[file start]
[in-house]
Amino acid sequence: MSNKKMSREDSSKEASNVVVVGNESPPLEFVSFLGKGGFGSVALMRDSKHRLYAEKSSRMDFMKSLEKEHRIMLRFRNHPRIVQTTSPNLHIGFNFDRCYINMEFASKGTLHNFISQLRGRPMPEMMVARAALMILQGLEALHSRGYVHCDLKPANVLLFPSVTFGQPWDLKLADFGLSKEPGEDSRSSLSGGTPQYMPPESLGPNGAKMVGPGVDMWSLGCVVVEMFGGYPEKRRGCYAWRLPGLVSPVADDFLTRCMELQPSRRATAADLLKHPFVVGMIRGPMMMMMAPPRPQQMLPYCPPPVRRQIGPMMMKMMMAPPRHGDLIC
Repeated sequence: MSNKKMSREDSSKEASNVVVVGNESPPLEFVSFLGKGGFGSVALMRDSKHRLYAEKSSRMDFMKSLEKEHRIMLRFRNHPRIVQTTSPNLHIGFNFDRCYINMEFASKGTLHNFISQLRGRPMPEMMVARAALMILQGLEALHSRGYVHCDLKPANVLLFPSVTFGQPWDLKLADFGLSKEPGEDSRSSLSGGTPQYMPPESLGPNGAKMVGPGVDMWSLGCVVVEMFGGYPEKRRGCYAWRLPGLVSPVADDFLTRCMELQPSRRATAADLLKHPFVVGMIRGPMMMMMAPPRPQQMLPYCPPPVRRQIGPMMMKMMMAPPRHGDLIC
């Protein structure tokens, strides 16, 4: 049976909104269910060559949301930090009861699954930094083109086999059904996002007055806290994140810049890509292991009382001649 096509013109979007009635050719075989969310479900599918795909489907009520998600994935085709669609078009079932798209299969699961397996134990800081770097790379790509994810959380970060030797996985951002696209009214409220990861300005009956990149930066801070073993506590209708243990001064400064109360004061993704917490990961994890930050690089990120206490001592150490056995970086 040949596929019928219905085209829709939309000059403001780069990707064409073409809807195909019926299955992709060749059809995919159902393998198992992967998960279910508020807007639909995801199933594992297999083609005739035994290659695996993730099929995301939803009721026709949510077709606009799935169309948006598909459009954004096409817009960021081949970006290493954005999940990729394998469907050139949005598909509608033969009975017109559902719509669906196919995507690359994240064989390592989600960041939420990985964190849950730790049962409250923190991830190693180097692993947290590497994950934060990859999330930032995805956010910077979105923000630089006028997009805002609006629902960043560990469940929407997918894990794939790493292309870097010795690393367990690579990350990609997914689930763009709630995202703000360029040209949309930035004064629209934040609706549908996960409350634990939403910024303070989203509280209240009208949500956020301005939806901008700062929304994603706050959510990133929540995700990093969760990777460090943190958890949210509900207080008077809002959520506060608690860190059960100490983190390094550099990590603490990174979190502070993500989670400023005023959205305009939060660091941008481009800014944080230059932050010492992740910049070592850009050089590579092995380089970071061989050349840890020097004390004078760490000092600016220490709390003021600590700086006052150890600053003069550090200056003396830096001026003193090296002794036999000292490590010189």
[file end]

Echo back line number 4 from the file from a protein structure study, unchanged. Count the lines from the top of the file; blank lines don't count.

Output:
């Protein structure tokens, strides 16, 4: 049976909104269910060559949301930090009861699954930094083109086999059904996002007055806290994140810049890509292991009382001649 096509013109979007009635050719075989969310479900599918795909489907009520998600994935085709669609078009079932798209299969699961397996134990800081770097790379790509994810959380970060030797996985951002696209009214409220990861300005009956990149930066801070073993506590209708243990001064400064109360004061993704917490990961994890930050690089990120206490001592150490056995970086 040949596929019928219905085209829709939309000059403001780069990707064409073409809807195909019926299955992709060749059809995919159902393998198992992967998960279910508020807007639909995801199933594992297999083609005739035994290659695996993730099929995301939803009721026709949510077709606009799935169309948006598909459009954004096409817009960021081949970006290493954005999940990729394998469907050139949005598909509608033969009975017109559902719509669906196919995507690359994240064989390592989600960041939420990985964190849950730790049962409250923190991830190693180097692993947290590497994950934060990859999330930032995805956010910077979105923000630089006028997009805002609006629902960043560990469940929407997918894990794939790493292309870097010795690393367990690579990350990609997914689930763009709630995202703000360029040209949309930035004064629209934040609706549908996960409350634990939403910024303070989203509280209240009208949500956020301005939806901008700062929304994603706050959510990133929540995700990093969760990777460090943190958890949210509900207080008077809002959520506060608690860190059960100490983190390094550099990590603490990174979190502070993500989670400023005023959205305009939060660091941008481009800014944080230059932050010492992740910049070592850009050089590579092995380089970071061989050349840890020097004390004078760490000092600016220490709390003021600590700086006052150890600053003069550090200056003396830096001026003193090296002794036999000292490590010189």